rbarreira (836272) | more than 3 years ago | (#36070378)

Many people do not build their open source software from source.

Re:Keystroke counter != Keylogger (1)

Lumpy (12016) | more than 3 years ago | (#36070514)

and with ANY source, it takes even more effort to verify that the binary running on the machine is the same as the binary that is created from the compile of the source.

Re:Keystroke counter != Keylogger (0)

Anonymous Coward | more than 3 years ago | (#36069378)

Right. And if it's open source, then what? If your employer tells you "we're running $PROGRAM", how do you know they really are? Even if they are, how do you know that the source code you're looking at is actually that used to compile the code that's running on the machine? Even if it is, how do you know the compiler wasn't bugged? Even if it wasn't, how do you know the hardware isn't bugged? How do you know whether the CPU is executing the compiled code you feed it? How do you rule out regular hardware keyloggers?

The answer is, you don't know any of these things. So a) trust your employer (or quit), and b) don't do anything sensitive on a machine that doesn't belong to you. Oh, and c) think about the actual issues instead of blindly screaming "open source" as if that will somehow save you.

Re:Keystroke counter != Keylogger (1)

Lumpy (12016) | more than 3 years ago | (#36070534)

"Right. And if it's open source, then what? If your employer tells you "we're running $PROGRAM", how do you know they really are? "

well if you have any education at all in software....

copy the binary on your $MACHINE of $PROGRAM ont oa thumb drive or other medium or transfer.
go home and download $PROGRAM from $WEBSITE and compile it in $COMPILER.

diff $PROGRAM with $PROGRAM_FROM WORK PC.. and enjoy all the changes they made.

Re:Keystroke counter != Keylogger (2)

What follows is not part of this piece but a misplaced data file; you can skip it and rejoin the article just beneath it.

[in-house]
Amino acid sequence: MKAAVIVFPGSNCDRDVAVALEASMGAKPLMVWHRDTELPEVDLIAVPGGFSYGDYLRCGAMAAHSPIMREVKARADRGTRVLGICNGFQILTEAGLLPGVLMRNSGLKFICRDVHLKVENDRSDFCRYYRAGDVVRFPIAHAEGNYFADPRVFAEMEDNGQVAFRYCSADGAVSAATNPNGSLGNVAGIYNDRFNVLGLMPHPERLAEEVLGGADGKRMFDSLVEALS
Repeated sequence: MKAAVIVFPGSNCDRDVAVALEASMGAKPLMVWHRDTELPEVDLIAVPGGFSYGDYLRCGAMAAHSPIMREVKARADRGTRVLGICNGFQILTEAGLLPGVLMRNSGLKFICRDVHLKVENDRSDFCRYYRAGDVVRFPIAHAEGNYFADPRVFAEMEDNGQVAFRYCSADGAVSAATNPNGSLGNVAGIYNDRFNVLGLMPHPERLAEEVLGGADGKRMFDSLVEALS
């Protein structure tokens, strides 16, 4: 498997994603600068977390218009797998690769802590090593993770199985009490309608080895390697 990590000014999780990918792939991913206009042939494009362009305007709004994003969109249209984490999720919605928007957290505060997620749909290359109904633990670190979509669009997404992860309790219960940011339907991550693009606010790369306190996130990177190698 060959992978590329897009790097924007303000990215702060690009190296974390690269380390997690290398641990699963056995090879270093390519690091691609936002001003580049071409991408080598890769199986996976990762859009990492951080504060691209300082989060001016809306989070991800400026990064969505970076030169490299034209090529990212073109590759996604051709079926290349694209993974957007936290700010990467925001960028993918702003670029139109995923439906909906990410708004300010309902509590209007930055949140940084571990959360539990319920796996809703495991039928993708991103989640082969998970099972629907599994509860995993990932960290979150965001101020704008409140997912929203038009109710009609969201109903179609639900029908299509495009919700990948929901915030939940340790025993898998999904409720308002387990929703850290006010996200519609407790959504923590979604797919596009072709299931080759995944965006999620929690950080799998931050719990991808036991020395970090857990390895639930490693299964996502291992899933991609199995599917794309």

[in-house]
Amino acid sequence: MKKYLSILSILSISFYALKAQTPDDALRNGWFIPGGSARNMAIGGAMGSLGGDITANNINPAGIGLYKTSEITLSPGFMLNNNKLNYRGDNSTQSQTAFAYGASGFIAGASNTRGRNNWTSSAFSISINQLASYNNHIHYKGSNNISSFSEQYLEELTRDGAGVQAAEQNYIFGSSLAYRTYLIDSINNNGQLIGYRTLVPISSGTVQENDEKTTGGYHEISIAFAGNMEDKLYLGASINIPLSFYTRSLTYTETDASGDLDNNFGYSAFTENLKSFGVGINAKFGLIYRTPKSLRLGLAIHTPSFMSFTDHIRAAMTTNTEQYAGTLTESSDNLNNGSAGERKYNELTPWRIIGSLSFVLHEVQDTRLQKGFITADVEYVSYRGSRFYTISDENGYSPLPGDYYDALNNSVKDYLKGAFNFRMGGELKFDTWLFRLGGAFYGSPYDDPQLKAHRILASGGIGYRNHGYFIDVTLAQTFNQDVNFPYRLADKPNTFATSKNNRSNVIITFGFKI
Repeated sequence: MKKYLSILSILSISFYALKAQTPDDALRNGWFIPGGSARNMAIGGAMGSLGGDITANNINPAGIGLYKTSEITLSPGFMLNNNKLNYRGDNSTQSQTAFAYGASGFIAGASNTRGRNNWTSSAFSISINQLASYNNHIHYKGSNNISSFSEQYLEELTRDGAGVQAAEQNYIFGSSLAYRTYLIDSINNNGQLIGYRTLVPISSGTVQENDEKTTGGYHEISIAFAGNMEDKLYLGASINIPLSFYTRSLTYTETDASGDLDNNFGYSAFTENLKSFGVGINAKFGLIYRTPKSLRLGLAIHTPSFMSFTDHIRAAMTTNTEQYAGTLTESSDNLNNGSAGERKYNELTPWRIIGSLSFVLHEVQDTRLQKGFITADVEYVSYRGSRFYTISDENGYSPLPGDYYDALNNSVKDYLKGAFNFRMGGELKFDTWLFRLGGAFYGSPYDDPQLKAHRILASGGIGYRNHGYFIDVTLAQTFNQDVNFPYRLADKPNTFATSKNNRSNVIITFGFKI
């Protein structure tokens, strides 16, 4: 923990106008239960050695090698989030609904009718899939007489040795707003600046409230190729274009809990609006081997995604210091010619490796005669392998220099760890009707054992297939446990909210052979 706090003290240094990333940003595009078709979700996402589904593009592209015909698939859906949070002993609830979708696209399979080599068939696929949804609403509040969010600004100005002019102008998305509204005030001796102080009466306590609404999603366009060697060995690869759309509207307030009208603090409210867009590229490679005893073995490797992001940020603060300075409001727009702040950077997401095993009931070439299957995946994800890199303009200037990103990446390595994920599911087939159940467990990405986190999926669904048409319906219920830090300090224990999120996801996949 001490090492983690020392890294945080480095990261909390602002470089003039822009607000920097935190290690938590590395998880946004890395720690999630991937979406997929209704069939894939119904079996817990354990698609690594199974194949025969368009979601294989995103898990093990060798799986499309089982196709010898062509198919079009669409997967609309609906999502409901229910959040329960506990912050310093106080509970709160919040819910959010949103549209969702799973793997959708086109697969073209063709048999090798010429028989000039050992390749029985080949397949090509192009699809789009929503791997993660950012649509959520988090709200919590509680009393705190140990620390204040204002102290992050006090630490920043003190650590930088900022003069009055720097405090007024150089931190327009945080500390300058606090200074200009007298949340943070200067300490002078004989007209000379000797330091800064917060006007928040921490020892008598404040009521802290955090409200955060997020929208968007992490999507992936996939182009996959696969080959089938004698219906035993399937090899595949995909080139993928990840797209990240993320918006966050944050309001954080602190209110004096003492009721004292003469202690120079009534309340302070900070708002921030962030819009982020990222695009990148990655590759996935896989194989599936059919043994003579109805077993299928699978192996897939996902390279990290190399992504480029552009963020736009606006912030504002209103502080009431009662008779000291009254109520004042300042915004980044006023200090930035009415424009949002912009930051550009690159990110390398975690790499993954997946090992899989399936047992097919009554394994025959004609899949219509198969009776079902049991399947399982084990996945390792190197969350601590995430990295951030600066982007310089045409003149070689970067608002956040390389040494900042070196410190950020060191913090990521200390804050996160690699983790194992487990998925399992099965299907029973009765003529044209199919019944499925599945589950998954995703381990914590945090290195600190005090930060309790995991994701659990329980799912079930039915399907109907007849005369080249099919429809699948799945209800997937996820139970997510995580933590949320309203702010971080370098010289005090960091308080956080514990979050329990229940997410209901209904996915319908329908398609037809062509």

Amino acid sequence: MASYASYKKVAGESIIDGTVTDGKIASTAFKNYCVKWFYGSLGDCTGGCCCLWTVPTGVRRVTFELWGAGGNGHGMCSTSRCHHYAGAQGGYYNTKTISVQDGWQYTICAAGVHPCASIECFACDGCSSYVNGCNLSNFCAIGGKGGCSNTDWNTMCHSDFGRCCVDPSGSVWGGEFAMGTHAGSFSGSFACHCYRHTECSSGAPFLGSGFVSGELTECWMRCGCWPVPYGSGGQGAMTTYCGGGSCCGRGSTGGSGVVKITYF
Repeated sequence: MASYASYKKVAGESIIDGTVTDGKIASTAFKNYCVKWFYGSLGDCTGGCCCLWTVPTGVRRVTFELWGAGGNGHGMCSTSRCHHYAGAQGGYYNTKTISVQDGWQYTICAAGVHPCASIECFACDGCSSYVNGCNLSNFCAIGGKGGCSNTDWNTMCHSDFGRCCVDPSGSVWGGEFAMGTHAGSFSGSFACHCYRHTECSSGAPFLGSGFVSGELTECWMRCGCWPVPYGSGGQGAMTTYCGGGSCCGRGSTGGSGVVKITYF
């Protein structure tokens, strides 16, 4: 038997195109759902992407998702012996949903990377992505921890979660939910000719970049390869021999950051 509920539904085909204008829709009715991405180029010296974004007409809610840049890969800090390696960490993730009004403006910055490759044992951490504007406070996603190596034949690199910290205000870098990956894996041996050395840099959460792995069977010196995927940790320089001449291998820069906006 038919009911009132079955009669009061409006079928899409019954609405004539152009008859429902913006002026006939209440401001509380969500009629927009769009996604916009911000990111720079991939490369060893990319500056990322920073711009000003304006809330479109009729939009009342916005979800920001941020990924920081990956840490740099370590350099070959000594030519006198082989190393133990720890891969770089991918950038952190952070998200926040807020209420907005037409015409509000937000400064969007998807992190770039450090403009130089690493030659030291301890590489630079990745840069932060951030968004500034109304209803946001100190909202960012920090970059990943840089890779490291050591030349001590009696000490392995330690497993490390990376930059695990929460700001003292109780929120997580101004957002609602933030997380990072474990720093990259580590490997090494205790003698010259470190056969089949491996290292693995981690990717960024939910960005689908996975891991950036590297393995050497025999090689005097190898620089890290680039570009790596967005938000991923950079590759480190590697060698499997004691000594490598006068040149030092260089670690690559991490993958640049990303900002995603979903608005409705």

asifyoucare (302582) | more than 3 years ago | (#36069648)

Many years ago I worked at the ATO, programming their branch office systems that were used for data entry. The union was granted access to parts of the source code so it could verify that productivity data (such as keystrokes per day) was not being recorded for individual data entry staff. I imagine something similar still exists, though this article (of course I didn't read it) might be for non-data-entry positions, given that most data-entry positions would have disappeared.

Re:Keystroke counter != Keylogger (0)

Anonymous Coward | more than 3 years ago | (#36069882)

I hear that a lot on here as well as elsewhere on the tubes. Is there some magic version of objdump where it won't tell you exactly what any executable does?

Re:Keystroke counter != Keylogger (2)

Fluffeh (1273756) | more than 3 years ago | (#36069208)

But the most important thing about RSI is the WAY you make those keystrokes and mouse clicks. It's not how many of them you do, it is how your hands/wrists are kept when making them.

Wrists off table is BAD. It's that simple.

Re:Keystroke counter != Keylogger (1)

Billlagr (931034) | more than 3 years ago | (#36069232)

I agree. Which makes counting clicks somewhat..useless, unless it is used as part of an overall strategy, and not just counting for the sake of it. The ATO could of course just be looking at new and creative ways of spending the revenue they gouge out of us.

Re:Keystroke counter != Keylogger (2)

Cato (8296) | more than 3 years ago | (#36069878)

> Wrists off table is BAD. It's that simple.

Absolute rubbish. Typical ergonomic advice is to keep your wrists at a natural angle, whereas keeping your wrists on the table forces the hand to be bent somewhat backward. Something like this: http://www.flickr.com/photos/onekell/2570138754/ [flickr.com]

There's debate about whether wrist pads that support the wrist are a good or a bad thing.

To get some accurate information, see this FAQ: http://www.rsiprevention.com/rsi_faq.php [rsiprevention.com]